Written by: Berenice Meintjes
Being a psychologist, I tend to ask a few inappropriate personal questions to people I meet. One of my favourite questions is this: “If money were no object, what would you do with your life?”
As to their response, it may surprise you to discover that people never talk of things that they want to buy. They talk about things that they would love to do – most commonly wanting to take time off work to travel, to take a decent sabbatical from the everyday routines and stresses of life to do something that they have always wanted to do. Very often this involves fantasies about travelling through Africa to unspoilt natural areas, with the aim of reconnecting with nature in its simplicity and wonder.
Mark Nepo proposes that, “The soul’s only interest is to be as alive as possible. The aliveness of our soul is our career.” Imagine always doing that which makes your soul most alive.
And yet inside yourself you may have a loud: But. ‘But money is an object. But I have responsibilities.’
David Whyte explains that then what happens is that we are always waiting for the right time to do the things we would love to do. We are waiting until the kids are older, waiting until we have paid off the bond on the house, waiting until we retire … waiting until we are dead. He argues that the conditions for change are never going to be perfect and that the time for living a more spacious life is always in the present.
And don’t let children be your excuse. Thich Nhat Hahn proposes that one of our greatest responsibilities towards our children is for parents to be happy, stating that, “If we have happy parents, we have received the richest inheritance of all.”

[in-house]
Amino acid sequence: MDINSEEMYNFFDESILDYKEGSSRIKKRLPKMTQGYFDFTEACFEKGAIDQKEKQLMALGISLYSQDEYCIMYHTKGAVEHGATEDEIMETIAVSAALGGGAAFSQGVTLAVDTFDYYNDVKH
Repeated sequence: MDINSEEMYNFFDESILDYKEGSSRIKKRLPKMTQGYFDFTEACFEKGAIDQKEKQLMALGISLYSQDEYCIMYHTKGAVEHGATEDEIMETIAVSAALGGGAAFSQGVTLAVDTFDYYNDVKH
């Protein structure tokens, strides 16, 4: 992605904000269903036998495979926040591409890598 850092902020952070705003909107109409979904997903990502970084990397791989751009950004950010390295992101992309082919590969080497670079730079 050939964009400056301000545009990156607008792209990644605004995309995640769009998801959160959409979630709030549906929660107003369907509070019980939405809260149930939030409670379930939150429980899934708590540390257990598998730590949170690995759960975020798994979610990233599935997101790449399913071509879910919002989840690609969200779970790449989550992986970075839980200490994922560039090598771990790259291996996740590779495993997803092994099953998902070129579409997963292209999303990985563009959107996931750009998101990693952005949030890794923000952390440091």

“Take the first step,” says David Whyte. “And start with what you have now,” Ezemvelo‘s Ncami MaDlamini advised me. “Don’t wait until you have everything you need to make your full dream come true – the big picture can overwhelm and paralyse one into inaction. Start something small alongside your current life situation.”
For me I had fun one lazy Saturday morning drawing up a ‘Bucket List’. Then as I was looking at my list, I suddenly realised that I needed to do approximately one thing a year if I was going to fit it all into this short life. I shrugged and thought: “Best I get going then.” I resolved that updating the house can wait until I am much older and don’t feel like travelling any more, and I started with the smallest, easiest travel dream and have been working my way through my evolving list ever since.
If money were no object, what would you do with your life? And are your dreams so terribly unrealistic, or is there one small step or one scary little conversation that you might be able to make right now towards realising these dreams? Nature poet Mary Oliver spurs us on, asking: “What is it you will do with your one wild and precious life?”
Share your dream – let us know what you would love to do if money was no object.
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